Papua Explorers Eco Resort is situated in the islands of Raja Ampat, and it will be found on the northwestern point of the Bird’s Head Peninsula of West Papua. Raja Ampat translates into English as Four Kings. The title comes from neighbourhood mythology which informs about a girl who sees seven eggs. Four of those seven eggs hatch and become kings who occupy four of Raja Ampat’s most significant islands. All these are Salawati, Batanta, Waigeo and Misool. Whilst another few eggs at the mythology turned into a ghost, a lady, and a rock.
Raja Ampat is a magnificent archipelago featuring over 1,500 small islands. It’s a considerably new regency which separated from Sorong Regency in 2004. It has more than 40,000 km² of land and sea area. This also includes Cenderawasih Bay, the largest marine national park in Indonesia. It’s a part of the recently named West Papua (state) of Indonesia which was previously Irian Jaya.
The famous Dampier Strait is a wide water channel that divides the Raja Ampat islands of Waigeo and Batanta. Here we discover the hottest dive sites of Raja Ampat using their stunning appeal. It is named after British explorer William Dampier. Our hotel is directly at the coast of the Dampier Strait, in the south of Gam island.
Raja Ampat Population and Communities
History proves that it was a part of Tidore Kingdom, an influential kingdom from Maluku. Yet, after the invasion of Maluku, the Netherlands maintained it soon. The people of Raja Ampat live in tiny settlements that are spread around the region. Although traditional culture strongly exists, they are extremely welcoming to people. Their religion is dominantly Christian, and practically every village has a little church.
The most important job for individuals around this area has been marine since the sea dominates the space. The lifestyle at the cities of Raja Ampat is easy, and lots of the inhabitants are children. For this reason, it is so essential for us to enhance the livelihood of regional communities. Empower them in the journey of conservation and sustainable tourism is just as important. We invest in a sustainable, long-term relationship with all our neighbouring village Yenwaupnor and other surrounding villages of Raja Ampat.
The majority of our workers come in the Raja Ampat region. We instruct them in a variety of functions, including dive guides, captains, cooks, carpenters, electricians, woodcarvers and boat builders. Further, our Sunday school offers kids an enjoyable environment to learn English, maths, geography and conservation. We run field excursions to clean up beaches and examine healthy reefs with unhealthy reefs. Additional snorkel sessions with sharks and mantas give a terrific chance for those youngsters. It permits them to know the worth of their home so that they can protect it to the centuries.
Raja Ampat Biodiversity
Raja Ampat’s Biodiversity is legendary but not unexplainable. The area is located directly at the centre of this so-called Coral Triangle. It’s a roughly triangular area of the tropical marine waters. The site includes parts of Indonesia, Malaysia, Papua New Guinea, Philippines, Solomon Islands and Timor-Leste.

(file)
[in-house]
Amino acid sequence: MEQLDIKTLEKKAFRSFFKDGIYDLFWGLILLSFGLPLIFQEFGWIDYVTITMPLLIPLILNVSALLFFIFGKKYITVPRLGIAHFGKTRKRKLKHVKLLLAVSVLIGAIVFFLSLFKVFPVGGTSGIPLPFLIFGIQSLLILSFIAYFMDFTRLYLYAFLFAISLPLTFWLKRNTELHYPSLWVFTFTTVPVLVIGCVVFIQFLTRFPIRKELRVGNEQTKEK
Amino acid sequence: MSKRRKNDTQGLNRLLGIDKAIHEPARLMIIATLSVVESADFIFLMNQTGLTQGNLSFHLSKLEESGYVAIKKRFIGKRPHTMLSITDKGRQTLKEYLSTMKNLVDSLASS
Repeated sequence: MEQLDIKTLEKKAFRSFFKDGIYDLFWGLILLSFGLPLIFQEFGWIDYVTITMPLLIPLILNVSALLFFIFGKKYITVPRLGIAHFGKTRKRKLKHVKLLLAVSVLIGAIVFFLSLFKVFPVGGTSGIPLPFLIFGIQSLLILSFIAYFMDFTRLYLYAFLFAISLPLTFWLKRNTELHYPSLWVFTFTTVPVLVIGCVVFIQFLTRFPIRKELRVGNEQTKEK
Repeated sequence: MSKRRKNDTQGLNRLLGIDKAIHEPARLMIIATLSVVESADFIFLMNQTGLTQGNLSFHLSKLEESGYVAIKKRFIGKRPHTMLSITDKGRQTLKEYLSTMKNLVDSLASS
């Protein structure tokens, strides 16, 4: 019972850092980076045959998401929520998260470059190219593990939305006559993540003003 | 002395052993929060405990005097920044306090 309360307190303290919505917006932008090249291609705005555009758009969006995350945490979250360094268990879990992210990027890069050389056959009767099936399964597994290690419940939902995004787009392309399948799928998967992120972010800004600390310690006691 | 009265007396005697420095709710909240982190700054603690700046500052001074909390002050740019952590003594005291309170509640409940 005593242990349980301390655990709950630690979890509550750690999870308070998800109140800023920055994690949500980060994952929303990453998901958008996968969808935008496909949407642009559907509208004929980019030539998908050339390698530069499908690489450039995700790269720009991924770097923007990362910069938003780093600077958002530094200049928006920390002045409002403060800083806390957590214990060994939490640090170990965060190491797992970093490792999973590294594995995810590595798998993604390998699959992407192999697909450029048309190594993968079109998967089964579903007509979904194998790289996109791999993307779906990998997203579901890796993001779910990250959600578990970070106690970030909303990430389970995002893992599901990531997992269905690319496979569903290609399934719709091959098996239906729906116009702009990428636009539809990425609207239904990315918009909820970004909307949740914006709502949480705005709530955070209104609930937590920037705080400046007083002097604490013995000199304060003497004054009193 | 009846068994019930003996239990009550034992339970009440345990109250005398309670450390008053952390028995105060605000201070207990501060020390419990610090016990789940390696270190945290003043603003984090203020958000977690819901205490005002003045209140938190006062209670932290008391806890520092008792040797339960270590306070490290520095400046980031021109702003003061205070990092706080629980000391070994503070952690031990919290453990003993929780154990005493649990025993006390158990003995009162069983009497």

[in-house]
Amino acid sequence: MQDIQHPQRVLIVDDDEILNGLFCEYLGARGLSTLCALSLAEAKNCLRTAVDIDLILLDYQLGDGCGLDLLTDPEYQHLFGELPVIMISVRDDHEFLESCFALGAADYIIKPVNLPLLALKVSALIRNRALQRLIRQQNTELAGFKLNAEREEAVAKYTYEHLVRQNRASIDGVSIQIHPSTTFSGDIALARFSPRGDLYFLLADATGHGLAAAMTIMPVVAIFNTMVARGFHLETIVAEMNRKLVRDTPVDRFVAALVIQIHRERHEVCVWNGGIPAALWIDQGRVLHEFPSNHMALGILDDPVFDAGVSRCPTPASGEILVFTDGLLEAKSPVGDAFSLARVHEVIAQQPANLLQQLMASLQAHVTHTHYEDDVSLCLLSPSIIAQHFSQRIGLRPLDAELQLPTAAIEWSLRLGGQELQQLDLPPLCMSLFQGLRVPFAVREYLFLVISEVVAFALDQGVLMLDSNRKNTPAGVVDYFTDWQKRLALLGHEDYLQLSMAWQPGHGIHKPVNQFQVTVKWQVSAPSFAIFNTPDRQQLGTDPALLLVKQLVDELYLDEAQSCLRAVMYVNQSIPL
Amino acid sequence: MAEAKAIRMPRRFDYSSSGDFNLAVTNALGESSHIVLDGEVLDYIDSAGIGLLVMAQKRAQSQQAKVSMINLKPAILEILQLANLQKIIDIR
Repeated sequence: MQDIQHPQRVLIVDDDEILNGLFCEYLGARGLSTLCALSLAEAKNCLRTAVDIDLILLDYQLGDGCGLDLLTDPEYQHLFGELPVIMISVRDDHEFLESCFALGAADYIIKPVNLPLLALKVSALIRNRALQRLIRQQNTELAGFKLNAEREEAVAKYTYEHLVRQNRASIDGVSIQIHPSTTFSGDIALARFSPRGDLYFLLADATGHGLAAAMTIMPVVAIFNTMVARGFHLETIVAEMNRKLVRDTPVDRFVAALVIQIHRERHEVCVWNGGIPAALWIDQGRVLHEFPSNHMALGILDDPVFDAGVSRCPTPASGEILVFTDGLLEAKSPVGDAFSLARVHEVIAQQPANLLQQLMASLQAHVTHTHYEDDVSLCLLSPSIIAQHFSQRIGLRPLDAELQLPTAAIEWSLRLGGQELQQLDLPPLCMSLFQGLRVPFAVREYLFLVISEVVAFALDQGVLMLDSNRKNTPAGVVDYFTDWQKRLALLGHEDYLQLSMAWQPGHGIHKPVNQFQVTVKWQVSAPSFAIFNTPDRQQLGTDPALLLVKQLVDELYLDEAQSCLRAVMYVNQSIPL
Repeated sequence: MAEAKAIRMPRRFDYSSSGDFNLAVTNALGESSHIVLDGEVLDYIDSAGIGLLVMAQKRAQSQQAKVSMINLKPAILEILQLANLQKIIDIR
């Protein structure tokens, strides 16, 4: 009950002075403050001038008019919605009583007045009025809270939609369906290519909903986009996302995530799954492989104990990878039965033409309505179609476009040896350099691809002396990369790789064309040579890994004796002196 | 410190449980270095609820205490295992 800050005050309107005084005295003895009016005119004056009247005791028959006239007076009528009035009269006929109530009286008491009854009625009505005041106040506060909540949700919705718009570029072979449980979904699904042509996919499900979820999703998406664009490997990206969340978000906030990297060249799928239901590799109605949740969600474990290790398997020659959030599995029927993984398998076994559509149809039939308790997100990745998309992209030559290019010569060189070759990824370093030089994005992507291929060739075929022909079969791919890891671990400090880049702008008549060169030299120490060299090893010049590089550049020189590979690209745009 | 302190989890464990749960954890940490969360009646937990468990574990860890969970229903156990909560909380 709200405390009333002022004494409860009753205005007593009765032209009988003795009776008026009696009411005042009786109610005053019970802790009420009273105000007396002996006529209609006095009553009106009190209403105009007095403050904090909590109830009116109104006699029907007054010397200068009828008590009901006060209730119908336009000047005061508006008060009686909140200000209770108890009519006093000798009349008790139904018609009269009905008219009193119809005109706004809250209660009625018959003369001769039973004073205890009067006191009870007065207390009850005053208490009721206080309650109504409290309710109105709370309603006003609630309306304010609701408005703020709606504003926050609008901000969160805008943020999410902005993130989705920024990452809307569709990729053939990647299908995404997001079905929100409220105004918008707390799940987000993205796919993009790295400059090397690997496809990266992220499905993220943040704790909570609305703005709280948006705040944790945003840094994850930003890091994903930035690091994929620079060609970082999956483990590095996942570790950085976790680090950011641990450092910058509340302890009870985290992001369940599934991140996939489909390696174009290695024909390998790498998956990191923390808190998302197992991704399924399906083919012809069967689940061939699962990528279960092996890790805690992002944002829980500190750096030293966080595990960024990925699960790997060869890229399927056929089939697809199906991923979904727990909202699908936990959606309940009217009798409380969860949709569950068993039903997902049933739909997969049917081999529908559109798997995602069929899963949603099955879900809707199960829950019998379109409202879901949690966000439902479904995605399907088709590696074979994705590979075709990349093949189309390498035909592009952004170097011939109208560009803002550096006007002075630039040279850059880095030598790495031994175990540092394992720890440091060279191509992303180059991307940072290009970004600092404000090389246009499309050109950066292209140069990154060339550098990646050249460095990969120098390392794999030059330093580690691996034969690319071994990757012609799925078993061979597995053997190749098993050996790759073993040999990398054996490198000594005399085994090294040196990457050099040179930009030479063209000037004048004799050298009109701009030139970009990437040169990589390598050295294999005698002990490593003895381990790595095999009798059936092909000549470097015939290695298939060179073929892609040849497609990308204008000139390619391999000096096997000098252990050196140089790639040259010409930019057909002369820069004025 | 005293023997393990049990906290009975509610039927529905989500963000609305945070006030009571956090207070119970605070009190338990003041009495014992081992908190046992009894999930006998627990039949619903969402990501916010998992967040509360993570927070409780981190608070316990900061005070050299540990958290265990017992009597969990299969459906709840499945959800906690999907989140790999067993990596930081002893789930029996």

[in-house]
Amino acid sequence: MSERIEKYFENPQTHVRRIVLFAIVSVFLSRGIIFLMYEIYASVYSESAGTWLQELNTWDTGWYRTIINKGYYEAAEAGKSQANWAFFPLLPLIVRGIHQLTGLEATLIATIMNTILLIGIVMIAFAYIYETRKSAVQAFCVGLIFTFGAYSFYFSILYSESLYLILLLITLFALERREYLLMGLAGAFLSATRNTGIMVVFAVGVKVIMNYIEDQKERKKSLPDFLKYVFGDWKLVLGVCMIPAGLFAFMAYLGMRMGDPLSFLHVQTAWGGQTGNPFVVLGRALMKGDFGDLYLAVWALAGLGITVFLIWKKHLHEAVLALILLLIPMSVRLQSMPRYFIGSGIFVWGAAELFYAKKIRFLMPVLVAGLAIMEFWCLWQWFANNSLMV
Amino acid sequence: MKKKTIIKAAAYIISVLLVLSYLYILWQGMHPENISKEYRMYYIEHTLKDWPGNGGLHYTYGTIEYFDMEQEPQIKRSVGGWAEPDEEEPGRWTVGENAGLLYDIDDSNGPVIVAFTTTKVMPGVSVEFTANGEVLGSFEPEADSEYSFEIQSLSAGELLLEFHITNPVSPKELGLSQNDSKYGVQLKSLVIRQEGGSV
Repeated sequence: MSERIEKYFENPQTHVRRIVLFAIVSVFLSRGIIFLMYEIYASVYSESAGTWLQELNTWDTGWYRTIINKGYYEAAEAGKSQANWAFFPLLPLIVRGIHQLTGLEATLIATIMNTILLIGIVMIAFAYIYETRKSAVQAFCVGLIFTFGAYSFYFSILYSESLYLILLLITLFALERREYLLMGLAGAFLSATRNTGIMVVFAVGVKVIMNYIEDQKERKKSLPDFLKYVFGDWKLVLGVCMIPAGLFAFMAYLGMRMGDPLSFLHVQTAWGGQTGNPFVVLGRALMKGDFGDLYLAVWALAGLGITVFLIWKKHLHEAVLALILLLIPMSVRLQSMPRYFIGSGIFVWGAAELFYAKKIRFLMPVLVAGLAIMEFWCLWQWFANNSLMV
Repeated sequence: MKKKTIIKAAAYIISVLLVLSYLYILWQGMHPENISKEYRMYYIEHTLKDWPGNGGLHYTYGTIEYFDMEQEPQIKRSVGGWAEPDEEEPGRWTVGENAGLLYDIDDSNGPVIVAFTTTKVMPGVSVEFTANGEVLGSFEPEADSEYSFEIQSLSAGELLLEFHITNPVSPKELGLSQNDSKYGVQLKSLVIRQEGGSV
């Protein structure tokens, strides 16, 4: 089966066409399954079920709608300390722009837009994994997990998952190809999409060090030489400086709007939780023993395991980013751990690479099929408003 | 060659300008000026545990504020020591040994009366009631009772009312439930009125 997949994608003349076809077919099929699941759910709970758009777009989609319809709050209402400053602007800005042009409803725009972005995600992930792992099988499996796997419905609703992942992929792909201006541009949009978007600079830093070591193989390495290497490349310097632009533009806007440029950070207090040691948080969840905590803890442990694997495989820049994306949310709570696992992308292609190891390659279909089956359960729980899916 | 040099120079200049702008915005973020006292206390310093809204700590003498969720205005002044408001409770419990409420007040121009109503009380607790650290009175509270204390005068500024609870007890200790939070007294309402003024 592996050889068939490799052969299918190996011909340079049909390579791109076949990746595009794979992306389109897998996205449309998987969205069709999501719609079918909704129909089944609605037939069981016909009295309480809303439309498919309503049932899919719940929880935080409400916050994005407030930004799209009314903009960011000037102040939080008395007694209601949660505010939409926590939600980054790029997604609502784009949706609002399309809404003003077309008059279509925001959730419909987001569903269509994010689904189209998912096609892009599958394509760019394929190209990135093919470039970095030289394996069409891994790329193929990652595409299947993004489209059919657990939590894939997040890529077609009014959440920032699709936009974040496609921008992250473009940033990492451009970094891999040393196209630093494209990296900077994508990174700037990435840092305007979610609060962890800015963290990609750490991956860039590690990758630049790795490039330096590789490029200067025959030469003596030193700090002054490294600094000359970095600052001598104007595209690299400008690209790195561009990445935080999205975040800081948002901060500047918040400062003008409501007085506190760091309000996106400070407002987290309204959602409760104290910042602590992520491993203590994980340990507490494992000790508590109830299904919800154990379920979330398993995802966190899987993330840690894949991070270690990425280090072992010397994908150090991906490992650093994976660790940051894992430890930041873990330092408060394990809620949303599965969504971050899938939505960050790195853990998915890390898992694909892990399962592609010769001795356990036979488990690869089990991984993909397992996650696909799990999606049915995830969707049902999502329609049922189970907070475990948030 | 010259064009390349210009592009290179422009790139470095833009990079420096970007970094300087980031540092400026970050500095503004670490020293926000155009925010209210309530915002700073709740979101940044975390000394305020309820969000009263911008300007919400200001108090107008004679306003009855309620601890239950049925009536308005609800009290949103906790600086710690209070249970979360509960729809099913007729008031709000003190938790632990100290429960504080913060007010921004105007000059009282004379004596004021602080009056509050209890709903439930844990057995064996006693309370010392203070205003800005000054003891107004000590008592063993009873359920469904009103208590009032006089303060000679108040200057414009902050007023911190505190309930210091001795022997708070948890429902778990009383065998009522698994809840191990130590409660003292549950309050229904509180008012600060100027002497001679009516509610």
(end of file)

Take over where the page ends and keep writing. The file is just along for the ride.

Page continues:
Even the Coral Triangle is known as the global epicentre of marine biodiversity. Not just for corals and fish, but many other marine organisms also and consequently a global priority for conservation. The area covers only a tiny section of the world’s oceanic location. Yet, it’s the vast majority of all known coral species in the world. It is habitat for roughly half of all Indo-Pacific reef fishes and nearly half of the planet’s reef fishes. Because of this, it encompasses the highest diversity of coral reef fishes on the earth. Over 3000 species of fish reside in the Coral Triangle. It also offers habitat to six from this world’s seven marine turtle species.
Raja Ampat’s biodiversity in numbers: Over 1,300 species of coral reef fish. Five species of endangered and rare sea turtles including the hawksbill sea turtle. Six hundred species of hard coral within the Bird’s Head Seascape–75 percent of the total for the whole world. Thirteen marine mammal species, including the dugong. Seven hundred species of mollusc–including seven giant clam species.
Above the Water
Even the Raja Ampat islands are mostly made from limestone. Many of the smaller islands possess rough shapes looking like small mushrooms during low tide. That is because seawater gradually hollows out the reduced parts. Despite the wild arrangement, tropical trees also have discovered nooks and crannies to place their roots.
On the bigger islands of Raja Ampat Indonesia, we locate lush rainforests with majestic trees. Also many other tropical crops, for example, wild orchids. Some islands have waterfalls and little mountain ridges. In these forests, we can detect other tropical bird species in addition to bats and respective butterflies. Even the jungles of Raja Ampat will also be home to the endemic birds of Paradise famous due to their awesome mating ceremonies. We can detect the two species Red Bird of Paradise and Wilson’s Bird of Paradise on bird-watching hikes.
The British explorer and biologist Alfred Russel Wallace visited Raja Ampat in the 19th century. Wallace is known for individually conceiving the theory of evolution through natural selection. He had been interested in Raja Ampat’s beauty (above the water, as diving had not been invented yet). With his fieldwork in Raja Ampat and different areas of Indonesia Wallace recognized the faunal divide, the Wallace Line. It divides the Indonesian archipelago into two separate pieces. Firstly, the western part in which the animals are mostly of Asian origin. And second, the eastern region in which the species reflects Australasia.
Before you plan a trip to Raja Ampat, be sure to read more about Raja Ampat and Indonesia by visiting Wonderful Indonesia.
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